(2) The amount of funds that each grantee will receive from its performance allocation is calculated by adding the number of performance points the grantee earned and dividing it by the total number of performance points possible to earn and multiplying that number by 100. The resulting percentage of possible points earned is then multiplied by the amount of funds set aside in the grantee's performance allocation.

(3) The amount of funds in each grantee's performance allocation that are not earned will be placed in a statewide reallocation fund.

(d) Earning payments from the reallocation fund. All grantees, regardless of performance on the federal performance measures, will be eligible to earn funds from the reallocation fund by meeting or exceeding state performance targets for state performance measures.

(1) For each state performance target that a grantee meets or exceeds, the grantee will earn:

(A) one and one-half performance points for meeting or exceeding a target that advances students from the lowest literacy level for either adult basic education or English as a second language to the next literacy level; and

(B) one performance point for meeting or exceeding all other targets.

(2) The total number of performance points earned by all grantees will be summed and divided into the total amount of funds in the reallocation fund to determine a cost per state performance point earned.

(3) The amount of funds that each grantee will receive from the reallocation fund is calculated by adding the number of performance points the grantee earned for meeting or exceeding state performance targets and multiplying that number by the cost per state performance point earned.

Comments

Source Note: The provisions of this §89.31 adopted to be effective July 1, 2010, 35 TexReg 5556

§89.32: Match Requirements

(a) Service providers shall provide and document any cash or in-kind match. The match must be met using non-federal (i.e., local or state) sources.

(b) The cash or in-kind match may be obtained from any state or local source that is fairly evaluated, excluding any sources of federal funds.

(c) The match may include allowable costs such as the following:

(1) goods and services;

(2) fair market value of third-party goods and services donated by volunteers and employees or other organizations; and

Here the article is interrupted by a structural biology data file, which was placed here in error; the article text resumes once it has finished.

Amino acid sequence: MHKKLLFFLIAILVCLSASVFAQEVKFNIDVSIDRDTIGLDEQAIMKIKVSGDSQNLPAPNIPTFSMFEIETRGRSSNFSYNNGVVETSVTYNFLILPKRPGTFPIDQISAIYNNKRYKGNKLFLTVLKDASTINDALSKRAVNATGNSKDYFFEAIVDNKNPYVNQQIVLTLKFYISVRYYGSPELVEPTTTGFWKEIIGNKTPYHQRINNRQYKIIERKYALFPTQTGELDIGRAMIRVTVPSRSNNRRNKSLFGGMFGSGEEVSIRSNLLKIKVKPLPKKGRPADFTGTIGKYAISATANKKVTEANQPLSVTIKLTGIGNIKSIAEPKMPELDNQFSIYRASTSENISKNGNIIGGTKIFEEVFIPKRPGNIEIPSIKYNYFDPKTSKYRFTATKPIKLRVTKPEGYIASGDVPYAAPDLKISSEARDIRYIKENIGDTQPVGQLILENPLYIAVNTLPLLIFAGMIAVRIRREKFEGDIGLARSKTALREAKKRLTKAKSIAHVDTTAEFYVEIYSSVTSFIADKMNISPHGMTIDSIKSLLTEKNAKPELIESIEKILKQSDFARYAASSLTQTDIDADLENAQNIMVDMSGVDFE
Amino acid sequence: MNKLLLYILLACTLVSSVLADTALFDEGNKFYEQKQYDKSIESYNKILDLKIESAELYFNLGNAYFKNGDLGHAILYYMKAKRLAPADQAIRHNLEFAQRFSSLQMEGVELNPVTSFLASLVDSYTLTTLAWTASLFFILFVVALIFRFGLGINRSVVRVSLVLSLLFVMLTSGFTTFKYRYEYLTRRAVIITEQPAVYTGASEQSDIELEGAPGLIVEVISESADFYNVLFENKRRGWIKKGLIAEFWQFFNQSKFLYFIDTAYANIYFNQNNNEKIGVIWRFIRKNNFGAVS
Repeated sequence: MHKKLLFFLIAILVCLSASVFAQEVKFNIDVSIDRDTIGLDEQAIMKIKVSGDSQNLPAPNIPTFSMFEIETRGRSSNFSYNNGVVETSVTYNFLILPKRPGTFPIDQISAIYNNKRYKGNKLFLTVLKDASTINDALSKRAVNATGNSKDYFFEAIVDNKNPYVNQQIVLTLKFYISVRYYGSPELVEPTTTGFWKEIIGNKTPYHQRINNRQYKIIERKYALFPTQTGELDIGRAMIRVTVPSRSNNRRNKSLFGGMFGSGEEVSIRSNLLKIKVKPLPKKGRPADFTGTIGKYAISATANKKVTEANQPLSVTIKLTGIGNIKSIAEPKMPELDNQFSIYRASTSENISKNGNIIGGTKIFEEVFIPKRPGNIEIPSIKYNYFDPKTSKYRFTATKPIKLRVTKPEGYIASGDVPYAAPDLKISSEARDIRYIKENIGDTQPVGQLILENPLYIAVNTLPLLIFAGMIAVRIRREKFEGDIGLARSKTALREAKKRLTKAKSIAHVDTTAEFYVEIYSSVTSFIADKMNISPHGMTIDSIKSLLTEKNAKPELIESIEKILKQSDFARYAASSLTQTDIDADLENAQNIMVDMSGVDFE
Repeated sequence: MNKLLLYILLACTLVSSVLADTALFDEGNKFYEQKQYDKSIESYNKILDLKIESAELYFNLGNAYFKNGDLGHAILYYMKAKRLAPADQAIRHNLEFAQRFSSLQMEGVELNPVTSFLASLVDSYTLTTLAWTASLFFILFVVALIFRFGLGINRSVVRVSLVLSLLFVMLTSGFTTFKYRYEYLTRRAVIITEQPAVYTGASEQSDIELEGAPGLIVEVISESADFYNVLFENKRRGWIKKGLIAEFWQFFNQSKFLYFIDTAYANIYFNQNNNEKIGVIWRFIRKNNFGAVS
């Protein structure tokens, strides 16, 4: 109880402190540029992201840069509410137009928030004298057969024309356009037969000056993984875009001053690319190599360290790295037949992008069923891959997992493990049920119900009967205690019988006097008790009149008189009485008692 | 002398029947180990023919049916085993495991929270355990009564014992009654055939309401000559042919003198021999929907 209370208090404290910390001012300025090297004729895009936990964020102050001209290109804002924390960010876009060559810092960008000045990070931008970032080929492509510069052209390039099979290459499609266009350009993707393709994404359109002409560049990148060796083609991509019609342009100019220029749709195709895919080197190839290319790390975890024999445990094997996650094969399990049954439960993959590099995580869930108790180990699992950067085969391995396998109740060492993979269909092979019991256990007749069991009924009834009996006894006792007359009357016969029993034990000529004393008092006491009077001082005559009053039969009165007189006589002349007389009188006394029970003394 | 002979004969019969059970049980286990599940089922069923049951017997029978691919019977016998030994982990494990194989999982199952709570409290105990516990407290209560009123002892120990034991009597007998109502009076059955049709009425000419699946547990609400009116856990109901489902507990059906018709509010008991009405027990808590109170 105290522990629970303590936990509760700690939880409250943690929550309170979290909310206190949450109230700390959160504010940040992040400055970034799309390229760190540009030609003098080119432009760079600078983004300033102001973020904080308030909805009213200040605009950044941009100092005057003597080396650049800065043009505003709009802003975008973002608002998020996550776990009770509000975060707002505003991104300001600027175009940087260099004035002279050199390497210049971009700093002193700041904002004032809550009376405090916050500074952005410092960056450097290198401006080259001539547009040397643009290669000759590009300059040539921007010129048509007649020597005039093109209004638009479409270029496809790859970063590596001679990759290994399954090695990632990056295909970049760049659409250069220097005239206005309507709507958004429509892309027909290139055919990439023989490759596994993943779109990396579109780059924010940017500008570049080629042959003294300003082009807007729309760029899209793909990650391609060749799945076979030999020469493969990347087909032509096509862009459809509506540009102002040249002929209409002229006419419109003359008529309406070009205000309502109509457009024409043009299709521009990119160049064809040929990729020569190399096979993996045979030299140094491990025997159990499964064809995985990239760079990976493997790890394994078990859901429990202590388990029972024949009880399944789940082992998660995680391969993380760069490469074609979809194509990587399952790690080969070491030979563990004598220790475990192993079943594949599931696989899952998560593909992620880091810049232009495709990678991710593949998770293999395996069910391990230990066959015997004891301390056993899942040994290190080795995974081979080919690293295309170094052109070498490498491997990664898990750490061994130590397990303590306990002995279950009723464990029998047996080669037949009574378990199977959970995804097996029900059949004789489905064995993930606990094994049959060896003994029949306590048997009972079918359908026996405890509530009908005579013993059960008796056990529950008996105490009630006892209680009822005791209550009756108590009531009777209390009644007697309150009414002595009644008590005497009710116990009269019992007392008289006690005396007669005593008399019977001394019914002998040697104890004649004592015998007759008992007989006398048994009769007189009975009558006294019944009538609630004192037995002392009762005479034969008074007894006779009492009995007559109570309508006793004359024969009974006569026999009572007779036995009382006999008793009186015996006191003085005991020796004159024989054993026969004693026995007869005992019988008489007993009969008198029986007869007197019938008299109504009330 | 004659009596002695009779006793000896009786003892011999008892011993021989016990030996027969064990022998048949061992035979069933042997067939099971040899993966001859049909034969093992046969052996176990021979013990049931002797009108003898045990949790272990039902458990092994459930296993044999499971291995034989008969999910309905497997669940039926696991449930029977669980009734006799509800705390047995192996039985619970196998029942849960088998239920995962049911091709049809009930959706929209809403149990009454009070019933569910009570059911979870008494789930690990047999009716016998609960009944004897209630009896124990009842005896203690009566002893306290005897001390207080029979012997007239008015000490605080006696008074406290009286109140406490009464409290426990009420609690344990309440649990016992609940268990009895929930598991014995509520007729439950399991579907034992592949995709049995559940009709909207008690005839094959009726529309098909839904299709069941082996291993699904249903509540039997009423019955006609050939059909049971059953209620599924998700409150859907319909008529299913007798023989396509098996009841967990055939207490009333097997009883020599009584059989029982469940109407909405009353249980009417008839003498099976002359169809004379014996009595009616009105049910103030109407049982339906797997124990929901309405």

(3) supplies, equipment, and building space not owned by the fiscal agent.

(d) The grantee is required to maintain auditable records for all expenditures relating to the cash or in-kind match the same as for the funds granted through an approved application.

(e) If public funds, other than state and federal adult education funds, are used in the adult education instructional program, the program may claim a proportionate share of the student contact time as the cash or in-kind match.

Comments

Source Note: The provisions of this §89.32 adopted to be effective July 1, 2010, 35 TexReg 5556

§89.33: Tuition and Fees

(a) No student tuition or fees shall be charged for adult basic education as a condition for membership and participation in a class.

(b) Tuition and fees for adult secondary education may be charged and be established by local fiscal agent board policy. Funds generated by such tuition and fees shall be used for the adult education instructional program.

Comments

Source Note: The provisions of this §89.33 adopted to be effective July 1, 2010, 35 TexReg 5556

§89.34: Other Provisions

(a) Allowable and nonallowable expenditures. Supervisory and administrative costs shall not exceed 25% of the total budget. These costs may include supervisory payroll costs, rental of administrative space, indirect costs, and clerical costs.

(b) Staff development and special projects.

(1) Priorities for expenditures of federal funds as required by the Workforce Investment Act, §223, shall be presented annually to the State Board of Education.

(2) From the federal funds set aside for state administration, special projects, staff development, and leadership, a portion of funds shall be used to provide training and professional development to organizations that are not currently receiving grants but are providing literacy services.

(c) Evaluation of programs. The Texas Education Agency shall evaluate adult education programs based on the indicators of program quality for adult education.

Comments

Source Note: The provisions of this §89.34 adopted to be effective July 1, 2010, 35 TexReg 5556

§89.35: Revocation and Recovery of Funds

(a) The commissioner of education may revoke a grant award for the adult education grant program based on the following factors:

(1) noncompliance with application assurances and/or the provisions of this section;

(2) lack of program success as evidenced by progress reports and program data;

(3) failure to participate in data collection and audits;

(4) failure to meet performance standards specified in the application or in the Texas state plan for adult education approved by the U.S. Department of Education; or

(5) failure to provide accurate, timely, and complete information as required by the Texas Education (TEA) to evaluate the effectiveness of the adult education program.

(b) A decision by the commissioner and the TEA to revoke the grant award of an adult education program is final and may not be appealed.

(c) The commissioner may audit the use of grant funds and may recover funds against any state provided funds.